Japan and the United States held their first strategic dialogue on Southeast Asian affairs on Wednesday, as part of broader policy coordination in an area under increasing Chinese influence.
According to Kyodo News, senior officials from both nations met digitally after Prime Minister Fumio Kishida and US President Joe Biden agreed to strengthen ties with the Association of Southeast Asian Nations (ASEAN) during meetings last week in Tokyo.
The new conversation centred on how the two allies can work together to bring ASEAN member states closer to a US-led group of free and democratic countries, as China appears to be attempting to change the status quo in the East and South China seas, as well as other areas of the Indo-Pacific, through force and coercion.
“A free and open Indo-Pacific requires Southeast Asia,” Foreign Ministry Press Secretary Hikariko Ono told a press conference following the virtual talks, according to Kyodo News.
As the US pushes up to leave its battle with China behind in wooing the ASEAN, South-East Asia has suddenly become the East’s power stage.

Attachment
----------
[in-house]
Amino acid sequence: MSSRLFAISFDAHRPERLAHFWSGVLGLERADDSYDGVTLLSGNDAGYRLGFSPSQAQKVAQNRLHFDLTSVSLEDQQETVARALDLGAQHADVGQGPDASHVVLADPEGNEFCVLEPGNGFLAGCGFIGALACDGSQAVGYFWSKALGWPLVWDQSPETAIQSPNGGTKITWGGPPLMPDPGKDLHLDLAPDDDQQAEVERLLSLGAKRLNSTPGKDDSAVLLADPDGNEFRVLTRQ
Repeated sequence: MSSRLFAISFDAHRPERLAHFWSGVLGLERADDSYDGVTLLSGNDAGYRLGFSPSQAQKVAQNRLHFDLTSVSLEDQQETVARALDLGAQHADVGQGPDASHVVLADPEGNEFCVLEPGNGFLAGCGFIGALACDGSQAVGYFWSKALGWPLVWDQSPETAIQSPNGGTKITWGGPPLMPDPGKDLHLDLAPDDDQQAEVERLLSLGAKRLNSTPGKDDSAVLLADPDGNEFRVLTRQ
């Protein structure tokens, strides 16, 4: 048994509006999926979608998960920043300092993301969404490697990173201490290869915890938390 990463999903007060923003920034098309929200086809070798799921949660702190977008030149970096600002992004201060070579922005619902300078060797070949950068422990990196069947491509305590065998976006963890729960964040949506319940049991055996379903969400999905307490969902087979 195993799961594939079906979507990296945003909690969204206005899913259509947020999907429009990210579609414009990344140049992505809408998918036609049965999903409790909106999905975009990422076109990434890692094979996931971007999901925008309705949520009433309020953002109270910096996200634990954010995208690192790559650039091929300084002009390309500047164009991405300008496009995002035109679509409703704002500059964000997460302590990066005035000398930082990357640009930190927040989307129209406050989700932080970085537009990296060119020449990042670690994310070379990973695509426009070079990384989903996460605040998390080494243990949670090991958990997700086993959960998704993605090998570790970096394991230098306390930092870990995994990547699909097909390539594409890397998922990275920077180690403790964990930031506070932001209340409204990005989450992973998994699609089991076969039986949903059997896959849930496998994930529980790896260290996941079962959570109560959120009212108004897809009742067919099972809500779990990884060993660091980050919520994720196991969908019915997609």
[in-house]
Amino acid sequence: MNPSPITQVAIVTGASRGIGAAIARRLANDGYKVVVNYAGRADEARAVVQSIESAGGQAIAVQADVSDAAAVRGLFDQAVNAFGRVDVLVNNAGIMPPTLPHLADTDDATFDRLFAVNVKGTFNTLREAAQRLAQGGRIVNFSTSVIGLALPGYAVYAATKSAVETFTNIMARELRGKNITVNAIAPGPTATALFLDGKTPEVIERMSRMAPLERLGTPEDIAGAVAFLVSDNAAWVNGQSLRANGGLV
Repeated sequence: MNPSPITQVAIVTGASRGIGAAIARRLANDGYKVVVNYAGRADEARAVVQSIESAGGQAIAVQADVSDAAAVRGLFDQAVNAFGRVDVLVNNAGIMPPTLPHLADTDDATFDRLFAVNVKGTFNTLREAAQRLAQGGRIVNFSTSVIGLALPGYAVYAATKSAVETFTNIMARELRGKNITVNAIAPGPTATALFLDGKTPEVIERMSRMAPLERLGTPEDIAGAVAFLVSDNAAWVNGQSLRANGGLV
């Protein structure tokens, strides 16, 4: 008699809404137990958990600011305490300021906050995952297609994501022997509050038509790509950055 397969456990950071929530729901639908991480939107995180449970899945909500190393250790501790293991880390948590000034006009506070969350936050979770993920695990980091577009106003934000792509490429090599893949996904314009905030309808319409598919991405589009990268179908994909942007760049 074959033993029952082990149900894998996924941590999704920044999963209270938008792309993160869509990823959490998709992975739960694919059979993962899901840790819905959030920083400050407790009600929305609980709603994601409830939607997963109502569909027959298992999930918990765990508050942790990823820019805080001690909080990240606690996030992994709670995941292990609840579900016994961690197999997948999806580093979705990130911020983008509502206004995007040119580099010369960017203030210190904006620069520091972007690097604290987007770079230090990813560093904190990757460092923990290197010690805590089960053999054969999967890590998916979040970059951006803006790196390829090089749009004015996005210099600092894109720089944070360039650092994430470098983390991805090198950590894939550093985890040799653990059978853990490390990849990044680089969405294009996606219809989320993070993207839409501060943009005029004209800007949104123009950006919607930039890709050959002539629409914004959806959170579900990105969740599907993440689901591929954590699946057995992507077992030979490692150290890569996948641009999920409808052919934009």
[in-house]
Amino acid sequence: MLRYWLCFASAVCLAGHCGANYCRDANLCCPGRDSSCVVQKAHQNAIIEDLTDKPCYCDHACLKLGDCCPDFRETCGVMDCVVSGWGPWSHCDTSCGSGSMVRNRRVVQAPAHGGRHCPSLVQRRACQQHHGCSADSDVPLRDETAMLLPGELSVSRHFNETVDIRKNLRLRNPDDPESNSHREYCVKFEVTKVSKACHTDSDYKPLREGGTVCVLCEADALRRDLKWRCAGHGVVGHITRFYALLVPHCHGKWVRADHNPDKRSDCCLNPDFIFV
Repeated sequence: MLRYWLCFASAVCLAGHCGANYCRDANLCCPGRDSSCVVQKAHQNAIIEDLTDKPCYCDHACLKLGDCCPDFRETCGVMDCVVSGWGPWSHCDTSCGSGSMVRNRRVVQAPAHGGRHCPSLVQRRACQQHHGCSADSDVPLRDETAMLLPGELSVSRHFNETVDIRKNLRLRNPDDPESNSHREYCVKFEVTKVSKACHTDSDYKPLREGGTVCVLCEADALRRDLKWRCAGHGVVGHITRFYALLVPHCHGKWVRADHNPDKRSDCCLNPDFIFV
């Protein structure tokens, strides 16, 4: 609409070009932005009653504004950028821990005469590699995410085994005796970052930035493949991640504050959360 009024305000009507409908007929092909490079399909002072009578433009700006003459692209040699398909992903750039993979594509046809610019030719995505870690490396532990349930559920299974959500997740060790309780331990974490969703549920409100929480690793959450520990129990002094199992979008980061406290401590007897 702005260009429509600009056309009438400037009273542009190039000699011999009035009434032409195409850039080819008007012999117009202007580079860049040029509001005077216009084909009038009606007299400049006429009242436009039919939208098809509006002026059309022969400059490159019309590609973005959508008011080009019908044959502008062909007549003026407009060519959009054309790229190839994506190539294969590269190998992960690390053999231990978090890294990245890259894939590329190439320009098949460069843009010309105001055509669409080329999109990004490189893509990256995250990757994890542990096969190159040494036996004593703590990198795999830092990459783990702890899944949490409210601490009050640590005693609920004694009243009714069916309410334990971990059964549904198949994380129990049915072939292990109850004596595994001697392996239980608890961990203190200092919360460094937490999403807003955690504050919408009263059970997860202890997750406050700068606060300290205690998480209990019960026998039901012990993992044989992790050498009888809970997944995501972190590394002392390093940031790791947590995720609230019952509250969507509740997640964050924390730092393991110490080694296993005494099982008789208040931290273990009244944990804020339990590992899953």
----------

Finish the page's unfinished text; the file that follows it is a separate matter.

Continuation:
As part of its effort to be wooed by the big powers, ASEAN makes no bones about the fact that it recognises it is trapped between China and the United States and wants concessions on its own terms.
”ASEAN would certainly prefer to see greater US support towards its ASEAN-led institutions, as opposed to US-led minilateral groupings like the Quad and Aukus,” Joanne Lin, a principal researcher at the ISEAS-Yusof Ishak Institute in Singapore, told CNBC.
According to Asian media reports, China has been courting ASEAN “not just with trade and investment, which are likely its most powerful levers of influence in Southeast Asia,” because
“Beijing has steadily expanded its media influence in these countries in four key ways, as a means of shaping their views” over the last decade.
Compared to President Biden’s high-profile wooing initiatives, China’s efforts have been quiet and sustained over decades.
The communist regime has relied on its massive propaganda apparatus to target ASEAN countries with specialised information on a regular basis.
China’s main state media outlet, Xinhua, for example, has print bureaus in every Southeast Asian country. CCTV-4 and CGTN, an English-language news channel, both have bureaus in this region. In Vietnam, Laos, Cambodia, Thailand, and Myanmar, China Radio International broadcasts multilingual content.
(With Inputs from ANI)